As the category 5 cyclone crosses the coast up north, disaster co-ordinator Mal Churchill is warning people not to get complacent.
With many Fraser Coast residents waking up to birds chirping under blue skies, Mr Churchill is worried people might become complacent.
"It's crossing the coast," he said.
"It doesn't mean the path of it won't travel down to us."
EARLIER UPDATE: The destructive core of severe Tropical Cyclone Marcia, with gusts to 285 kmh, is crossing the Capricorn coast near Shoalwater Bay.
The Bureau of Meteorology's 7am update said it was expected to continue moving in a southerly direction over land close to the coast during Friday.
"Destructive winds are expected to impact coastal and island communities between St. Lawrence and Gladstone this morning, and inland across the Capricornia and Burnett districts later today," the bureau said.
"A separate Severe Weather Warning is current south of Double Island Point and inland to the southern Burnett and eastern parts of the Darling Downs and Granite Belt."
EARLIER: Category 5 Tropical Cyclone Marcia is expected to make landfall between St Lawrence and Hervey Bay later on Friday.
The Bureau of Meteorology's 5am update extended the southern end of cyclone zone from Bundaberg to Hervey Bay.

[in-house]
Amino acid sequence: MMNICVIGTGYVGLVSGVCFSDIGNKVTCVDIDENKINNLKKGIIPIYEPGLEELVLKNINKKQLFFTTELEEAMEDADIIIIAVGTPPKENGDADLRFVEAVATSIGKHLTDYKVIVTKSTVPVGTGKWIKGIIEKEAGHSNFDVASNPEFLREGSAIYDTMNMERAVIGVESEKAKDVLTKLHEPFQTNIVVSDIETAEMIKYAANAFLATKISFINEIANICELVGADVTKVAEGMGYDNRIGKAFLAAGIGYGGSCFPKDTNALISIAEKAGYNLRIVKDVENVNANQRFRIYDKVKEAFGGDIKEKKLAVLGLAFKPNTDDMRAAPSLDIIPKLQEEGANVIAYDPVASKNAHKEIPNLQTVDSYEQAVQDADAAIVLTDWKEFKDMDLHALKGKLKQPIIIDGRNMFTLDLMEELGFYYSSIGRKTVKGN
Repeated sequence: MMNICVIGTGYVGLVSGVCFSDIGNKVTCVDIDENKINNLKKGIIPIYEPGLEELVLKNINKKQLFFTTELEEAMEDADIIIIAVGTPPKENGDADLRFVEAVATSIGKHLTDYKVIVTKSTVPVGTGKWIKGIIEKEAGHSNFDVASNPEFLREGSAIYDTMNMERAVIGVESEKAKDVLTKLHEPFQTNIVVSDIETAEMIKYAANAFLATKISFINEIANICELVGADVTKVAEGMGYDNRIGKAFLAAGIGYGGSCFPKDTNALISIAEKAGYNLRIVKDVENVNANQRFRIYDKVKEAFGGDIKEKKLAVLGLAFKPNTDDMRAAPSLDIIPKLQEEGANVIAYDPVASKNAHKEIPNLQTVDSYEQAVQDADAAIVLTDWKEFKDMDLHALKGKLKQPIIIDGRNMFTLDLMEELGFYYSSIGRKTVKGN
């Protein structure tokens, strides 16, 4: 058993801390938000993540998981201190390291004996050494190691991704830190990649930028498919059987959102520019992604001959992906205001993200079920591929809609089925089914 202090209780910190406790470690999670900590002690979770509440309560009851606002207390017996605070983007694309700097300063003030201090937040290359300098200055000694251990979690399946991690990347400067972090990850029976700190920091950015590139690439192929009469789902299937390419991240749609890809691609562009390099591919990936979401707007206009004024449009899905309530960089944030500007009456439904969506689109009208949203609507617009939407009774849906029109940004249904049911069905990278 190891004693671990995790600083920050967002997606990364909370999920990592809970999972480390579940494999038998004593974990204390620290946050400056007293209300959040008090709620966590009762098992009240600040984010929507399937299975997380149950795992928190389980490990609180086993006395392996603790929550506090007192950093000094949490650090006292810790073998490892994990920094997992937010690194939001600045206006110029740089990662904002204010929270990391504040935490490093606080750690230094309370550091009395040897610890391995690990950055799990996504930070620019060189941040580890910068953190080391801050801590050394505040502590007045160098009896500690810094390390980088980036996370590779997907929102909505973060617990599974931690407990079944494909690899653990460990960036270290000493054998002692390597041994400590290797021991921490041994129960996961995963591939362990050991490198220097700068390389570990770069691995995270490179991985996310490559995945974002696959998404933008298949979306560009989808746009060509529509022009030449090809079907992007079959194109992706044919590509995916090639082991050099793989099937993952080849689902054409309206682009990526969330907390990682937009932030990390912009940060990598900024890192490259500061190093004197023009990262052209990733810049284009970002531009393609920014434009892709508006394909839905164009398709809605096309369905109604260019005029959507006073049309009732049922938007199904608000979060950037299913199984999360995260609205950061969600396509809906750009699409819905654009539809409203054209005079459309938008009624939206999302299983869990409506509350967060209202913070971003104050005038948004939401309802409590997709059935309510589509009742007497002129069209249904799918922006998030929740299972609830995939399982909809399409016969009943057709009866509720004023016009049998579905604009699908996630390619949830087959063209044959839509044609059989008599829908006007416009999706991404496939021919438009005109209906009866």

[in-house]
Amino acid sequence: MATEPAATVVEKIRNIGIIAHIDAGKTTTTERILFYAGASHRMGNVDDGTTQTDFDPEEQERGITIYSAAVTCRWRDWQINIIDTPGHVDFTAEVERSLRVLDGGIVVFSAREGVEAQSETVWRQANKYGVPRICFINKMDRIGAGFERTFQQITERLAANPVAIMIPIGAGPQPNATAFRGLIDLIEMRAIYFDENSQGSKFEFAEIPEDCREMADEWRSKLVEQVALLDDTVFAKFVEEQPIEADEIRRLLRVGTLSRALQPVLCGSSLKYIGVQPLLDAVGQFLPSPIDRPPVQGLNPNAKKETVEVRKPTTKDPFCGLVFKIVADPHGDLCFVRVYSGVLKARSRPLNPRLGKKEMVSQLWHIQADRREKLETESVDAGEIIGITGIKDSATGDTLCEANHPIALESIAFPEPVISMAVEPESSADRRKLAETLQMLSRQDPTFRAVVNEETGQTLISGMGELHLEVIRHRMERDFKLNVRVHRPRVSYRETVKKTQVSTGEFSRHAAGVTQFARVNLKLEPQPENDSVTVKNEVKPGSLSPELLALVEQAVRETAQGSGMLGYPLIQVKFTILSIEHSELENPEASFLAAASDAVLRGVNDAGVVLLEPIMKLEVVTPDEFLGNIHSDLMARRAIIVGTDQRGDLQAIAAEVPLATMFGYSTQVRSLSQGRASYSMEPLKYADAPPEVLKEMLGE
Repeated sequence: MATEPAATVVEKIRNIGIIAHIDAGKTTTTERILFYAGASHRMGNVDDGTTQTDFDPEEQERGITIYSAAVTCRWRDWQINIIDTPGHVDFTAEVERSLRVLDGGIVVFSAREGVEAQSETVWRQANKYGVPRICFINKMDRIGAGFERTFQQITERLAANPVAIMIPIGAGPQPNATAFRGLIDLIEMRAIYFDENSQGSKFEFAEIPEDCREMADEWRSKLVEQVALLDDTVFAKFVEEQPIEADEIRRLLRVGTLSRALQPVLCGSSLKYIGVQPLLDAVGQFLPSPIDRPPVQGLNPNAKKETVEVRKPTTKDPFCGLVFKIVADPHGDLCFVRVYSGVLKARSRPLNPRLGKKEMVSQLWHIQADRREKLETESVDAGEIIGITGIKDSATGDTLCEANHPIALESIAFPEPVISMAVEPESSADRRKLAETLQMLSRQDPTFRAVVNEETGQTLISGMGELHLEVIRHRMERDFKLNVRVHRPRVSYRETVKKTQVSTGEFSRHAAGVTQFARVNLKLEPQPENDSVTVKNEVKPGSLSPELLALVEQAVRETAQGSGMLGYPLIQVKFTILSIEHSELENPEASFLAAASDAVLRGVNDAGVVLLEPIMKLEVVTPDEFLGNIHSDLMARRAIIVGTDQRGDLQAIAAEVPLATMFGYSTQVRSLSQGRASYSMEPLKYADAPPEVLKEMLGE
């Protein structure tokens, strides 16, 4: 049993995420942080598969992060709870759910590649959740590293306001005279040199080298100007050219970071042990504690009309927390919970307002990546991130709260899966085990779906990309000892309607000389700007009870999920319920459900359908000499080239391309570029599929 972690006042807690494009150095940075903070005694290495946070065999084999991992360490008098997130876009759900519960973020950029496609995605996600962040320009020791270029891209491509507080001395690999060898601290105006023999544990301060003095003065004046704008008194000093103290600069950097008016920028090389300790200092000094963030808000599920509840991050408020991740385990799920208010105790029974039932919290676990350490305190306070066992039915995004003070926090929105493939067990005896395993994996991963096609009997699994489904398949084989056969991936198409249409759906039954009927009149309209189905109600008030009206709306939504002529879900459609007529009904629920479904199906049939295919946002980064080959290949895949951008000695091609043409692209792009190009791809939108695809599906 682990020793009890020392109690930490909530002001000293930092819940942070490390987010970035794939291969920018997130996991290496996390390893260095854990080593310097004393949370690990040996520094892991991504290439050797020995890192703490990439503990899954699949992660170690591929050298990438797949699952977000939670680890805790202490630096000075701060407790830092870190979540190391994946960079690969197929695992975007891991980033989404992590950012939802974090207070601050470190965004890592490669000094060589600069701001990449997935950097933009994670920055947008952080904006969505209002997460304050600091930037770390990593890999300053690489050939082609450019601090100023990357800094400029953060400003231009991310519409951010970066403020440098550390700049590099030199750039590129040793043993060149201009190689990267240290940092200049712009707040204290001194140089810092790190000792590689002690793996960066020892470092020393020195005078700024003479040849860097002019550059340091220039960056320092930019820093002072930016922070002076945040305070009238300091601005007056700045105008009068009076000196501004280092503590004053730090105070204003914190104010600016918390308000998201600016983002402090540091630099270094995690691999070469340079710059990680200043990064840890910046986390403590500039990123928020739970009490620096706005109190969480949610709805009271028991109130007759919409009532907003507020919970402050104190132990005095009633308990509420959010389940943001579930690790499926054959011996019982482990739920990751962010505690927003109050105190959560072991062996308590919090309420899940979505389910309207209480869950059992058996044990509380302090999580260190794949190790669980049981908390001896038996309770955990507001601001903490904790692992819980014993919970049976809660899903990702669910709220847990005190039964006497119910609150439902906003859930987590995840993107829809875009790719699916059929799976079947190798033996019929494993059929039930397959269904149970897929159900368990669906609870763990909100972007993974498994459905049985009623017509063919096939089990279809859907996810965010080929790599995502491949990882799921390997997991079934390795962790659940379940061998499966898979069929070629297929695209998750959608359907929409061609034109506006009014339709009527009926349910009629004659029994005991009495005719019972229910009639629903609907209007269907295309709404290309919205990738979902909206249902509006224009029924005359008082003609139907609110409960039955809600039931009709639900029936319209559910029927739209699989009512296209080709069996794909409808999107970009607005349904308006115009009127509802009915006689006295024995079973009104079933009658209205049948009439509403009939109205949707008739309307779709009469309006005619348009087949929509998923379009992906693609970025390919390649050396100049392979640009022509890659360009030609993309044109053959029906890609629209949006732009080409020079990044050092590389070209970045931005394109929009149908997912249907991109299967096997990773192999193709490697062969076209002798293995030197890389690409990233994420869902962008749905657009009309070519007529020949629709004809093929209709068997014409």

But based on the latest Bureau of Meterology mapping, it is expected to make landfall directly north of Yeppoon at 9am, an hour earlier than previously forecast.
The cyclone is about 120km east north-east of St Lawrence and 150km north of Yeppoon and expected to continue moving in a southerly direction at 16kmh toward the Queensland coast with wind gusts to 295kmh.
"Destructive winds are expected to extend further across coastal and island communities between St. Lawrence and Gladstone this morning, and inland across the Capricornia and Burnett districts later today," the Bureau said.
"Gales are occurring about some coastal and island communities between Sarina and Double Island Point, and are expected to extend inland to areas including Moura, Biloela, Monto and Mundubbera during today.
"Abnormally high tides will be experienced this morning with water levels expected to rise substantially above the highest tide of the year on the high tide.
"Note also that abnormally high tides are also likely during this evening's high tide in parts of the warning area even though the cyclone is likely to be over land and weaker by then.
"Dangerous surf is also expected.
"Heavy rainfall is already occurring about some coastal and island communities between Mackay and Double Island Point, and is expected to extend further inland across the Capricornia, Wide Bay and Burnett, and the eastern parts of the Central Highlands and Coalfields districts later today.
"A Flood Watch is current for the area."
Almoat 87mm of rain has fallen in Hervey Bay and 74mm in Maryborough from 9am on Thursday till 5am on Friday, according to the Bureau's figures.
The highest wind gusts during that time were 48kmh around 8pm and 10.30pm on Thursday in Hervey Bay and 46kmh mid-Thursday afternoon in Maryborough.